What’s the harm in buying the cheapest VR headset you can find?The absolute coolest thing Google has done with VR is make it something truly accessible to everyone. Earlier this year, Hallmark started building Google Cardboard headset into some of its premium cards, just to give you an idea of just how accessible this simple bit of immersive technology is now. While $13 and tax is a little much for a greeting card, it’s right on par with some of the cheapest VR headsets you can buy today, and that level of accessibility is amazing.
That having been said, just because you can buy a VR headset for less than an average movie ticket doesn’t always mean you should. Here’s what you gain and lose by looking at the cheapest form of VR as your default purchase option.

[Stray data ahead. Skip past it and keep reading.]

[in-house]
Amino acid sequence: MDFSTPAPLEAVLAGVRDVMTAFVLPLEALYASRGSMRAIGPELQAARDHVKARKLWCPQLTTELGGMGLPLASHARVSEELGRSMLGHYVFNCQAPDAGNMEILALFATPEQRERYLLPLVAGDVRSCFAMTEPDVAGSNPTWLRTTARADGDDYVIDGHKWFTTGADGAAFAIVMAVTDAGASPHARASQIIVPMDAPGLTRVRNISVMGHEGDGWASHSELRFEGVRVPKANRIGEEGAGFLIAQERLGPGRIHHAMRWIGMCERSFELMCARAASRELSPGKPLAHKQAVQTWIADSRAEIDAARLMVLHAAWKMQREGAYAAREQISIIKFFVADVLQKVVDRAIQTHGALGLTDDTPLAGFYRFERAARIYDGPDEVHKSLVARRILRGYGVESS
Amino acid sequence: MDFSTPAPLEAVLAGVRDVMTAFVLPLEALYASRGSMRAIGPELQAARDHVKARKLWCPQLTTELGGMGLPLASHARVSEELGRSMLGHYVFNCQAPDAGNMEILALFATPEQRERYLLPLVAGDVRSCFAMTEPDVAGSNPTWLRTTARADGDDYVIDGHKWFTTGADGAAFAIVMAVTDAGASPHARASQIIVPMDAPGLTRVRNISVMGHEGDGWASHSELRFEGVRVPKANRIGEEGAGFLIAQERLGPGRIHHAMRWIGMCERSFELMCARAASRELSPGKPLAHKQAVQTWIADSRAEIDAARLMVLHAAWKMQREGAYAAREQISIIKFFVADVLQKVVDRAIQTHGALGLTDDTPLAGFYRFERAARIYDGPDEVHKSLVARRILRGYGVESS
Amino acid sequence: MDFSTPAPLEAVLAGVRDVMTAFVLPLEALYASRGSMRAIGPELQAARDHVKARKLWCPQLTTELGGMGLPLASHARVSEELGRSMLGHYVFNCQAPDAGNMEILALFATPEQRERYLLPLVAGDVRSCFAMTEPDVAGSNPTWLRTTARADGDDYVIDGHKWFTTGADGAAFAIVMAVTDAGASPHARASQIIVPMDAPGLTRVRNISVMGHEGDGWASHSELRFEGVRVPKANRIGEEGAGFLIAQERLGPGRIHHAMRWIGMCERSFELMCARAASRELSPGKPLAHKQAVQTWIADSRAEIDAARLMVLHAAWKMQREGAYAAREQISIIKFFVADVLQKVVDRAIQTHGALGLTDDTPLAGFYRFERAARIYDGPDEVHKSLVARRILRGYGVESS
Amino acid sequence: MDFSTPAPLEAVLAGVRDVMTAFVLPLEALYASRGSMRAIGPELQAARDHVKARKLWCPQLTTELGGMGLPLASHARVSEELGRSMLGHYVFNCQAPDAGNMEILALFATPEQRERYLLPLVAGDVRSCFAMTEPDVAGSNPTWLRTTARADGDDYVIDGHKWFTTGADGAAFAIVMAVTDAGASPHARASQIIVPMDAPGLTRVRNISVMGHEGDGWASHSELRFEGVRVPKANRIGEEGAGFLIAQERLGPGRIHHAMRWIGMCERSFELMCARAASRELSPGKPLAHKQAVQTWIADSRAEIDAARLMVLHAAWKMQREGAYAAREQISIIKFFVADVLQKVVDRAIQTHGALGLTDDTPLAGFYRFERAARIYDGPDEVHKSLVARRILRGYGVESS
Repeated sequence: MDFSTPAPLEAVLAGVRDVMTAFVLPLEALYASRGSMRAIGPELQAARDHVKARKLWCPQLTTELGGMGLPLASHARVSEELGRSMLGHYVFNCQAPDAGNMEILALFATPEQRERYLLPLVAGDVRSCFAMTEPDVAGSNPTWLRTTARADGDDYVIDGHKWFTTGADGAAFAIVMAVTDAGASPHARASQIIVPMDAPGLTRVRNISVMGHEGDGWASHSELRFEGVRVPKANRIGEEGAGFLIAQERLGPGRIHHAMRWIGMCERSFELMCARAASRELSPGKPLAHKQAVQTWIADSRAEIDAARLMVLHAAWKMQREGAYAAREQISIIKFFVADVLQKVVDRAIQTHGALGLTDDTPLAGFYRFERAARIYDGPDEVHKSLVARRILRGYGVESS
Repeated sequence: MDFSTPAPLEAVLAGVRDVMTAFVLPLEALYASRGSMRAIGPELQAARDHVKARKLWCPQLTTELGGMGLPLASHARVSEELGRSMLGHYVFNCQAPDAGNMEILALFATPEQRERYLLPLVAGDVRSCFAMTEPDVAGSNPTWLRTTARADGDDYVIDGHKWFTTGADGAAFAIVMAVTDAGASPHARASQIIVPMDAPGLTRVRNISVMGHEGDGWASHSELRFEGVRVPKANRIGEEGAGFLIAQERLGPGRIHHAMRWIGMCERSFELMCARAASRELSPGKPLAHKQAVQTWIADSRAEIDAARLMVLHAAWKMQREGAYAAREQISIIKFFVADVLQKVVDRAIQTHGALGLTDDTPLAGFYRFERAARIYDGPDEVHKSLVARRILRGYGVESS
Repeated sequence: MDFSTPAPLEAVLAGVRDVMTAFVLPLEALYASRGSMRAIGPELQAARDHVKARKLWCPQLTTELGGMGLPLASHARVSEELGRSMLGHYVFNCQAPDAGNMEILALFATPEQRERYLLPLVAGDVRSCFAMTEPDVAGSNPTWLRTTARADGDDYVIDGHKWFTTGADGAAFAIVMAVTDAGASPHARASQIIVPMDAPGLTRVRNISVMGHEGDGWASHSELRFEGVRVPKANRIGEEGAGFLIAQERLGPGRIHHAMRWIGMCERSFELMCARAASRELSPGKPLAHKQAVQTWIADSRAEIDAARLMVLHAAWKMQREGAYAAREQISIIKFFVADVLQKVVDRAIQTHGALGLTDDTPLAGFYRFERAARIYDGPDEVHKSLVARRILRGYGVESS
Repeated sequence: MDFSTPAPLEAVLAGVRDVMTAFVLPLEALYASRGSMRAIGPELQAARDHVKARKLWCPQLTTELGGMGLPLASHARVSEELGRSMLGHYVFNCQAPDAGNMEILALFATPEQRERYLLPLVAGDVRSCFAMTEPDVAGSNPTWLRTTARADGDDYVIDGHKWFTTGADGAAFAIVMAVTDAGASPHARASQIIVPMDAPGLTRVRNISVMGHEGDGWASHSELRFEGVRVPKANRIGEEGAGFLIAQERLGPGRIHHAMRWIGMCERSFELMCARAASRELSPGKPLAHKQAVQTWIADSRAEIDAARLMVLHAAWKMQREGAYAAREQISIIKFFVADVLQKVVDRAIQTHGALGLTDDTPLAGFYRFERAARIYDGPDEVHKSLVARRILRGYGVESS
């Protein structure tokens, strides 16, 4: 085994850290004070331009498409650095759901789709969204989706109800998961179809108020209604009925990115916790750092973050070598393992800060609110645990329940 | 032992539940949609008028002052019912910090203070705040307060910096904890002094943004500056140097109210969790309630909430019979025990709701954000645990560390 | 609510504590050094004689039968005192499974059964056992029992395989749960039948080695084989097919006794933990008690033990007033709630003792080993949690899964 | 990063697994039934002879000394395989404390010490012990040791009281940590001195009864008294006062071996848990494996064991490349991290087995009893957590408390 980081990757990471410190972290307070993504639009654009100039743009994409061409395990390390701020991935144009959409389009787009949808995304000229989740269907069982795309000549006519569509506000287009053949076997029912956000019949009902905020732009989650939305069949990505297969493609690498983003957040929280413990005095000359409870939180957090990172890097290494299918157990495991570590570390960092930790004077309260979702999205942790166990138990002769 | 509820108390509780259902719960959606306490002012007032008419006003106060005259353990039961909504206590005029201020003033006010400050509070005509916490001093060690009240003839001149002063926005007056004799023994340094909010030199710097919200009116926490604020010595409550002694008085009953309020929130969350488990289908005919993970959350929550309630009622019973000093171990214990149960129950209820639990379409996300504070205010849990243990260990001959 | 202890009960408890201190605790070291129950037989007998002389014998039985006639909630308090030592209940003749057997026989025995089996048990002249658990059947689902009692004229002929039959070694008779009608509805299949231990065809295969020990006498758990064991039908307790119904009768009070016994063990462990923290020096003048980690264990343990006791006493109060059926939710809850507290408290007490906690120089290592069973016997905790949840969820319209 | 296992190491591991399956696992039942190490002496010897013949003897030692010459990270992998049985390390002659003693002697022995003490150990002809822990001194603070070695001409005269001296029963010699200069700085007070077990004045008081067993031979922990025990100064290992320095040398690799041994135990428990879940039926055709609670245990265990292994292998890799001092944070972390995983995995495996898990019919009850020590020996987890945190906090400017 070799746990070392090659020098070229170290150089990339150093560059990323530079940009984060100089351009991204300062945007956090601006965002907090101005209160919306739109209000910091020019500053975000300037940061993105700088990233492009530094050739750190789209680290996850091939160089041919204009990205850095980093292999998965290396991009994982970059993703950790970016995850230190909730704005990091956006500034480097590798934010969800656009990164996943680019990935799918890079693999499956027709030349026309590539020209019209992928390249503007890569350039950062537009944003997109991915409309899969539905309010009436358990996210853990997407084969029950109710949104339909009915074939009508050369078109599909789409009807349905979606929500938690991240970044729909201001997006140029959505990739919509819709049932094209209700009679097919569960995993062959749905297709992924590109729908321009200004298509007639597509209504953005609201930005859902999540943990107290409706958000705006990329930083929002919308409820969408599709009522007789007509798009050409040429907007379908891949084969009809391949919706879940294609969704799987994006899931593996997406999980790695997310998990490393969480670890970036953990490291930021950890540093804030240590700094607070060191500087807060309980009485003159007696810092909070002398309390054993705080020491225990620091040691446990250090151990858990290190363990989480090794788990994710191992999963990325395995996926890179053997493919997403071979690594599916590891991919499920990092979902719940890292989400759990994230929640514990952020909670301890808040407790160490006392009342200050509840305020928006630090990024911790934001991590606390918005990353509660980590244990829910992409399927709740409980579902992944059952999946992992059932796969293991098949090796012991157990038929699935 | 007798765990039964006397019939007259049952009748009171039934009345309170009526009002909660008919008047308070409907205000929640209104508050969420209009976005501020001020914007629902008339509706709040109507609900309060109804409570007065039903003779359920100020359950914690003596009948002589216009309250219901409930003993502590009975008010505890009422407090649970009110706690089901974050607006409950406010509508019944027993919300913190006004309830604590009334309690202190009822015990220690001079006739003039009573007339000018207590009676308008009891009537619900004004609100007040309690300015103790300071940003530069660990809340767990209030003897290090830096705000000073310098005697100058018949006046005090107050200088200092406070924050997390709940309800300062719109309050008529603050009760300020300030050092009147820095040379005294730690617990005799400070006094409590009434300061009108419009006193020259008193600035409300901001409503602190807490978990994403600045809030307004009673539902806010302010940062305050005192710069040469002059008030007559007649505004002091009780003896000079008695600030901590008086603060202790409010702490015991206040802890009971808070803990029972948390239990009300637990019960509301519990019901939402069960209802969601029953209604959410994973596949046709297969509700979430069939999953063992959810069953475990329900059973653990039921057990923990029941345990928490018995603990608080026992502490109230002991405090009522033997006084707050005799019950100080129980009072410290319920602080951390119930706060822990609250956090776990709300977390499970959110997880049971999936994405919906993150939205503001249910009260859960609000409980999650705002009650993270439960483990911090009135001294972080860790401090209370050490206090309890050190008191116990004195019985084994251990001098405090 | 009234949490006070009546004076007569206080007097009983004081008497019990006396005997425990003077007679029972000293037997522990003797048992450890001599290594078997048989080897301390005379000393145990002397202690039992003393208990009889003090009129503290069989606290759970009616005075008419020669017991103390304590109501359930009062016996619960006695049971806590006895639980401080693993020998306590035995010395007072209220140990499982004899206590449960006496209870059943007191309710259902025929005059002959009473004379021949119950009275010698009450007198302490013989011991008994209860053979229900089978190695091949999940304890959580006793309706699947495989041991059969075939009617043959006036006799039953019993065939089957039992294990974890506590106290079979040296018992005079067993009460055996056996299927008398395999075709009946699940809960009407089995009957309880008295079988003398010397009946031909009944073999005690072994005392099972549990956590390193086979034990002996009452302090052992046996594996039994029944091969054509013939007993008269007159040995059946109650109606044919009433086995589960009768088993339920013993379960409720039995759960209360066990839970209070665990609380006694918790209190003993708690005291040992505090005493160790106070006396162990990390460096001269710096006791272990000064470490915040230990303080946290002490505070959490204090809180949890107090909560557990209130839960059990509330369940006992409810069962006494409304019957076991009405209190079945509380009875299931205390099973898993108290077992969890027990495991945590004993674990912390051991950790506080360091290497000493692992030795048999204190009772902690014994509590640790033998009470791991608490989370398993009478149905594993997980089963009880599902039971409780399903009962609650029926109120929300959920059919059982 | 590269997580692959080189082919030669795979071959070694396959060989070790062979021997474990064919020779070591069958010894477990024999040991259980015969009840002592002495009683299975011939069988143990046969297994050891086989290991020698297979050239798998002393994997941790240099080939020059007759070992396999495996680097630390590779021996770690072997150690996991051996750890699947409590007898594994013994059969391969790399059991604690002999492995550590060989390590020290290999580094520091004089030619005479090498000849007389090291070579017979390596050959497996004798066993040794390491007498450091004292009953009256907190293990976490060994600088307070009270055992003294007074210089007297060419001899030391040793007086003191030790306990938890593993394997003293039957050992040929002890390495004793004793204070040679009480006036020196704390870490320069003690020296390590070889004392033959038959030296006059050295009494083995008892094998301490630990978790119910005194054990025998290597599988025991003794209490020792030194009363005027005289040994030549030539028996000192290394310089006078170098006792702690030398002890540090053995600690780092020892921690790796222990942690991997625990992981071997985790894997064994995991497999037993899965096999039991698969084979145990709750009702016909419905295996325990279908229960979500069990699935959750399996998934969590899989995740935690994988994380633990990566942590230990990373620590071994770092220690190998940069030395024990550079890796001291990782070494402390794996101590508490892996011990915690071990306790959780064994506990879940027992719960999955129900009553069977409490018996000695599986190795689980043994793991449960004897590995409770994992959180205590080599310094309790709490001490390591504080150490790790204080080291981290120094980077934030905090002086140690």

The cost of immersion
Good VR isn’t cheap, but cheap VR can be pretty good.
There are two big things that make VR interesting, and they both have to do with that sense of immersion. A successful VR experience tricks you into thinking, if only for a moment, that you are actually a part of the thing you’re watching or interacting with. Immersion is a lot easier with the big Desktop VR headsets, with motion controllers and the ability to walk around in the virtual environment. With portable viewers like Google Cardboard, those moments of true immersion rely on your ability to shut out the world around you for a moment.
A big part of this can be resolved with audio. A set of decent headphones connected to your phone can make you feel more present and immersed in any VR experience. The other thing is comfort, which is often difficult to accomplish when holding an actual cardboard box to your face with both of your